I recently sat down with Bill Taube whose mother, Esther, blossomed as a resident at Hebrew Rehabilitation Center in Dedham (HRC Dedham). Bill’s mother moved to HRC Dedham three years earlier and was at the time, “Angry at the world and depressed.”
Before moving to HRC Dedham, she was so depressed that she would not even visit the hairdresser, a long held Saturday morning ritual. Bill was concerned that perhaps his mother would not adjust well to a move and grow only more despondent. Carol Westheimer, Esther’s geriatric care manager, pushed for the change and recommended HRC Dedham as a good match. “Carol was right,” says Bill.
Bill started to notice big changes after his mother’s move. Esther was spending more time in the community. She was getting involved in programs, participating in exercise classes. “The last time she did any kind of exercise was when she was in the Navy, during WWII,” says Bill. Over time Esther made lots of friends, including both residents and staff. She often sat with her peers and enjoyed meal times. She was happy and had established a daily routine that she looked forward to.
Since Bill lived in the area he would visit his Mom on a regular basis. “Her new saying to everyone who would listen was, ‘If you have to live in a place like this, this is the best place to live.’”
“When friends asked how Mom was doing, I would say, ‘The top is down on the car, we are on cruise control headed west and I do not know where it is going.’ This was my way of saying mom was enjoying the ride.”
It wasn’t just Esther’s burgeoning social life that put Bill at ease with his mother’s new living situation. One of the benefits of long-term care is the level of attention given when it comes to meeting health care needs of residents—both mental and physical. Bill remains grateful to the staff at HRC Dedham for the way they brought his mother out of her shell and forged a lasting relationship with her. It was one of the reasons he wished to speak with me for this blog post.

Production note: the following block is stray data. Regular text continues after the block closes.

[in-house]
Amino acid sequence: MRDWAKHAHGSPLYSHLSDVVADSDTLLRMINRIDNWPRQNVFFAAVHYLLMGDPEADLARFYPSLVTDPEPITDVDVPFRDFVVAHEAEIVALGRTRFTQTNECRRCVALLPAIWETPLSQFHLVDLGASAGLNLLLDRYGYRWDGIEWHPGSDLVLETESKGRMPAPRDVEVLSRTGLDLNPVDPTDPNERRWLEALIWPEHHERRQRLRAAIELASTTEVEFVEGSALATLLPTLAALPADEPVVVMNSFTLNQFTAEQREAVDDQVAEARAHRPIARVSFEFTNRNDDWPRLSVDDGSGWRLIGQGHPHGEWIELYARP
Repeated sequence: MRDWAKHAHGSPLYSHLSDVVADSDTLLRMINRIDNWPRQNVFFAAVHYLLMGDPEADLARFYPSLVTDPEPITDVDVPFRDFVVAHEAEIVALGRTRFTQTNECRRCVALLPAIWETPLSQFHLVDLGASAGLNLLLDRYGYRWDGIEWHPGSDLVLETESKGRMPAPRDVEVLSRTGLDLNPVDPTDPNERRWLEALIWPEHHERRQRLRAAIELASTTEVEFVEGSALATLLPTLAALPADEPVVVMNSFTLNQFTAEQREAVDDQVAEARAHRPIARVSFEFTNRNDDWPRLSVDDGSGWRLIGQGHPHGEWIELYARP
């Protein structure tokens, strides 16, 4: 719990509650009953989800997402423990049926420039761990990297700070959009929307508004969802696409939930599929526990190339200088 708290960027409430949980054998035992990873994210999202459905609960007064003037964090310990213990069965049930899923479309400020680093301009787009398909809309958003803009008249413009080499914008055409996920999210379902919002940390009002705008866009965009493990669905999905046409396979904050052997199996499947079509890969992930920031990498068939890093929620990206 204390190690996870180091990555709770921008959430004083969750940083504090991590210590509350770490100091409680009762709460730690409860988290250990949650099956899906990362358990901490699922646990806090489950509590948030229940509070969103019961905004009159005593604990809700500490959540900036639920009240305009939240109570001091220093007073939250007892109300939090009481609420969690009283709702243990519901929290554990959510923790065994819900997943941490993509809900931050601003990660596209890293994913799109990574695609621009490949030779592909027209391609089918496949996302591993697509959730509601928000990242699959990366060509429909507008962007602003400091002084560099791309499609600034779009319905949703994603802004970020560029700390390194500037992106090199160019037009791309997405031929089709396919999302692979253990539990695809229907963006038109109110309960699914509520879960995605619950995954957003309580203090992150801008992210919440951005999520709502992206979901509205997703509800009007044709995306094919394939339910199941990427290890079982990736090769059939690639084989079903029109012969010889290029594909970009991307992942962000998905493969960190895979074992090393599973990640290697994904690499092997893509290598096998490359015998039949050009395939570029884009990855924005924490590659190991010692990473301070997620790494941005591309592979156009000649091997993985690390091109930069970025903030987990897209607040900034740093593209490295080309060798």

“Staff were always there for Mom. From the very beginning they gently encouraged her to try new things. On one visit I had to wait for her to finish an activity. She wouldn’t leave her group till the end. That told me how involved she actually became in the community.”
Even in times of poor health, Esther’s spirits remained high, in part because staff were able to meet her medical needs swiftly and comprehensively.
“During a brief hospital stay I met wonderful staff at Beth Israel Hospital in Needham and on the post-acute unit at Hebrew Rehabilitation Center,” Bill mentions. “Everyone was superb. Her aides spoke fondly of her. I think they really loved my mother.”
Esther Taube passed away in September 2015. In her last week of life, Bill and his brother had the opportunity to meet with Rabbi Karen Landy, a chaplain at HRC Dedham and the HRC Dedham hospice care team. Bill describes this time as, “a time of healing for all of us.”
Bill has wonderful memories of the compassionate and caring staff and the times he shared meals with his mother, friends in her community and other residents. “It was a great place for Mom and it was a wonderful place as a family member,” recalls Bill. “The staff truly cared for my Mom. My question to this day is, ‘Why didn’t she move to Hebrew Rehab sooner?’”
Bill continues his relationship with Hebrew Rehabilitation Center as an active member of the Family Advisory Council, where he shares his experiences with other family members in similar situations.